The mid-month statistics for May (1-17 May) show the month got off to a dry start, although the heavy rain yesterday brought up rainfall totals in some areas. It has also been a sunny and moderately mild early May for many.
The anticyclonic theme that dominated the UK weather in April continued into the start of May, meaning in some regions there was little rainfall aside from the rain on Wednesday. East Anglia and most of Scotland have been particularly dry so far this month, with only around 10% of the whole-month average up to 17 May. It has been wetter towards the south-west and west, with some places in the Lake District and western Wales already approaching their monthly rainfall averages. From a national perspective, the UK has so far seen 44% of the whole-month average so far.
Following the heavy rainfall on 17 May, Dorset and Hampshire are now at 79% of their long term average for the whole of May. South Farnborough in Hampshire for example had only received 12.8mm of rain up to 15th May, just 24% of the monthly average. The rain over the past two days has pushed the total up to 52.2mm which is 99.7% of the site’s average for the month. On average South Farnborough sees only 9 days in May with more than 1mm of rain recorded so it’s not that unusual for a large proportion of the monthly average to fall in a few notably wet days.
In contrast, Loch Glascarnoch in the Scottish highlands has so far this month received only 6.4 mm of rain, just 7% of its monthly average. Overall Scotland has so far received 19.5mm which is 23% of its average rainfall for May.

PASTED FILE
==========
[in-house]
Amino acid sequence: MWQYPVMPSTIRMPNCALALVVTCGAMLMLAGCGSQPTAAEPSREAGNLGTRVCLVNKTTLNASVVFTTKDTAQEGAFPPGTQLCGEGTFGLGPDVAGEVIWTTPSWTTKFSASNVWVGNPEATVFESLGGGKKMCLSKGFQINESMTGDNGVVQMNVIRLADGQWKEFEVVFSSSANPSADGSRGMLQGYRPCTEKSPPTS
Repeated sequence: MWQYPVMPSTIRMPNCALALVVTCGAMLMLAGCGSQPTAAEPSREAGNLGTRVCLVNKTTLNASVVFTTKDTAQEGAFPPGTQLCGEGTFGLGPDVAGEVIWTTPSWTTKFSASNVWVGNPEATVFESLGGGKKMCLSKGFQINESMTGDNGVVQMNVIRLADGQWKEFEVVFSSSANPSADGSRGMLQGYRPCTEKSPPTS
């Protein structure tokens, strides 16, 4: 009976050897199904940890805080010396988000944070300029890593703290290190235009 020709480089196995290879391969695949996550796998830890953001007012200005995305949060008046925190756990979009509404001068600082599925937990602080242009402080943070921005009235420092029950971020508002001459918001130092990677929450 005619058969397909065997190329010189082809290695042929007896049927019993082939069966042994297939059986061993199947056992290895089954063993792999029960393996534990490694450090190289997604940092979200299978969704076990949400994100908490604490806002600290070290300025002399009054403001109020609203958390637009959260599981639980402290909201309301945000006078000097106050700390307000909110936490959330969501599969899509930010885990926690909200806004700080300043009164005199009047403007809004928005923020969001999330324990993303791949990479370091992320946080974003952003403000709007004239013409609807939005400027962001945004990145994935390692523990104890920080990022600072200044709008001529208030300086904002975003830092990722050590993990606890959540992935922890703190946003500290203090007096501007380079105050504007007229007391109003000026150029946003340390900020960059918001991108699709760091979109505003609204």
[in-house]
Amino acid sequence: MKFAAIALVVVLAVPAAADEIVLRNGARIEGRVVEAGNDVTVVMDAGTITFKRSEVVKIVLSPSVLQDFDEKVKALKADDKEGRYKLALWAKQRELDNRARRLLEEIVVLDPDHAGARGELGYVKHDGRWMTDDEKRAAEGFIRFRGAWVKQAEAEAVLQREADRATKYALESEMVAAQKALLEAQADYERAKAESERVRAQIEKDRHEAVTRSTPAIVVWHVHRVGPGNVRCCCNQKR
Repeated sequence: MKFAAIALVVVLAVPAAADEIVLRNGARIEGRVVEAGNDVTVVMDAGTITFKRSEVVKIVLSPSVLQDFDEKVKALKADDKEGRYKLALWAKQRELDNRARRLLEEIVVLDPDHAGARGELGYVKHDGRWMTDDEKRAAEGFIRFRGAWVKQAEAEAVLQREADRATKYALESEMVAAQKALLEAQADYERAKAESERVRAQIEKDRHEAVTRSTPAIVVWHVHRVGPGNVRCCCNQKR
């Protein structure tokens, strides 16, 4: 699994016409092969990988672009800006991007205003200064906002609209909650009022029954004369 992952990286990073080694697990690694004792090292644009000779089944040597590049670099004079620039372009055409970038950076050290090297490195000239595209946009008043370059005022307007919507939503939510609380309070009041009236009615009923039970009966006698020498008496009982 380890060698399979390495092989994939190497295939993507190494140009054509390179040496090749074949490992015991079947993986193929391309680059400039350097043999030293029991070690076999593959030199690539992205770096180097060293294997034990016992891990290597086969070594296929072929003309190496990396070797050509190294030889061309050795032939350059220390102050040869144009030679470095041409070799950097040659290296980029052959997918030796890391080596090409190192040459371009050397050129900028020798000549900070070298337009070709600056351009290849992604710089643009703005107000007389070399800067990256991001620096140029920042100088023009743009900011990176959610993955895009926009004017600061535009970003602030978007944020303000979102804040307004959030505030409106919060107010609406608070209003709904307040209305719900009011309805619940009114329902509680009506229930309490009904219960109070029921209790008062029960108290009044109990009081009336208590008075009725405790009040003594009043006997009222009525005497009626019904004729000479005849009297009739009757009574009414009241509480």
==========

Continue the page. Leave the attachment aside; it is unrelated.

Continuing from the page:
Temperatures for the month so far have been close to average from a UK perspective, with the mean temperature being just 0.2°C above the long term average. Northern Ireland has been the mildest region compared to its long term average with mean temperatures 1.1°C above the average so up to 17 May.
With the widely settled conditions, there were some rather chilly nights for the time of year with air frosts in certain areas. Ground frost was even observed in rural Devon on the morning of 10 May. Cloud-cover and high humidity meant an unusually warm night on 15/16 May with minima of 15 °C in places, and the highest temperature of the year so far was recorded at Gravesend in Kent with 25.8 °C on the 16th.
In line with the milder temperatures in Northern Ireland, sunshine hours have also been highest in this region. Northern Ireland has seen 92% its average monthly sunshine hours already this month with 168.2 hours. In contrast some eastern counties in England are some way below where you would expect them to be by this point in the month, with Suffolk and Norfolk recording 36 and 37% of their monthly average sunshine hours respectively. The UK as a whole has recorded 63% of its average monthly sunshine.
|Provisional 1-17 May 2017 data||Mean Temp||Sunshine Hours||Precipitation|
|Actual (°C)||Diff to average||Actual hours||% of average||Actual (mm)||% of average|
Shouldn’t the third column in the table be headed ‘Anomaly’ or ‘Diff from avg’, rather than ‘diff to average’ ?